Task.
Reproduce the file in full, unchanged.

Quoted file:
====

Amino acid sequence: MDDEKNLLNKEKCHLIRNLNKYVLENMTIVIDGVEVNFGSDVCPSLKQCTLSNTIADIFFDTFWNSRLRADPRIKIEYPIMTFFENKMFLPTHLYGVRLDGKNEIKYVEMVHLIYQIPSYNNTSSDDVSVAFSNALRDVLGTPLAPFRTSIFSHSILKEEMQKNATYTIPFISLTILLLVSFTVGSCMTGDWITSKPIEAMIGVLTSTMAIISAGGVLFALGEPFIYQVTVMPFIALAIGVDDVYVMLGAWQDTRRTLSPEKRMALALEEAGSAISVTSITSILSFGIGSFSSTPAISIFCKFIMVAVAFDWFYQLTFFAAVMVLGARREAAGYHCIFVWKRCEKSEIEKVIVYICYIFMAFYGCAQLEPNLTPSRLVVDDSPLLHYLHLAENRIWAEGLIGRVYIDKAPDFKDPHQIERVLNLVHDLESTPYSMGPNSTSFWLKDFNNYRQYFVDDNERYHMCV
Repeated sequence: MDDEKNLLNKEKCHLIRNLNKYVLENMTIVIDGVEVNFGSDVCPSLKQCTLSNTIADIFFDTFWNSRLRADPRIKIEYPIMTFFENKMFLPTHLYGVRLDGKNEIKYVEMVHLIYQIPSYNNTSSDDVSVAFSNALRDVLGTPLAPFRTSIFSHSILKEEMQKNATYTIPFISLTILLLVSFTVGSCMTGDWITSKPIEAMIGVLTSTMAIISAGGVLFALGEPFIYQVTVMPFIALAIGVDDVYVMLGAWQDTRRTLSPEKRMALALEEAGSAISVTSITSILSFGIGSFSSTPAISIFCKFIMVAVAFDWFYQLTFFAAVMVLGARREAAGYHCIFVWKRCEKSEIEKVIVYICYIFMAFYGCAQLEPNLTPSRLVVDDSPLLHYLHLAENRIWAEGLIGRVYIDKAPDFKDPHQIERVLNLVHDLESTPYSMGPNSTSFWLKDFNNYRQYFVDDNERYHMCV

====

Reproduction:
Amino acid sequence: MDDEKNLLNKEKCHLIRNLNKYVLENMTIVIDGVEVNFGSDVCPSLKQCTLSNTIADIFFDTFWNSRLRADPRIKIEYPIMTFFENKMFLPTHLYGVRLDGKNEIKYVEMVHLIYQIPSYNNTSSDDVSVAFSNALRDVLGTPLAPFRTSIFSHSILKEEMQKNATYTIPFISLTILLLVSFTVGSCMTGDWITSKPIEAMIGVLTSTMAIISAGGVLFALGEPFIYQVTVMPFIALAIGVDDVYVMLGAWQDTRRTLSPEKRMALALEEAGSAISVTSITSILSFGIGSFSSTPAISIFCKFIMVAVAFDWFYQLTFFAAVMVLGARREAAGYHCIFVWKRCEKSEIEKVIVYICYIFMAFYGCAQLEPNLTPSRLVVDDSPLLHYLHLAENRIWAEGLIGRVYIDKAPDFKDPHQIERVLNLVHDLESTPYSMGPNSTSFWLKDFNNYRQYFVDDNERYHMCV
Repeated sequence: MDDEKNLLNKEKCHLIRNLNKYVLENMTIVIDGVEVNFGSDVCPSLKQCTLSNTIADIFFDTFWNSRLRADPRIKIEYPIMTFFENKMFLPTHLYGVRLDGKNEIKYVEMVHLIYQIPSYNNTSSDDVSVAFSNALRDVLGTPLAPFRTSIFSHSILKEEMQKNATYTIPFISLTILLLVSFTVGSCMTGDWITSKPIEAMIGVLTSTMAIISAGGVLFALGEPFIYQVTVMPFIALAIGVDDVYVMLGAWQDTRRTLSPEKRMALALEEAGSAISVTSITSILSFGIGSFSSTPAISIFCKFIMVAVAFDWFYQLTFFAAVMVLGARREAAGYHCIFVWKRCEKSEIEKVIVYICYIFMAFYGCAQLEPNLTPSRLVVDDSPLLHYLHLAENRIWAEGLIGRVYIDKAPDFKDPHQIERVLNLVHDLESTPYSMGPNSTSFWLKDFNNYRQYFVDDNERYHMCV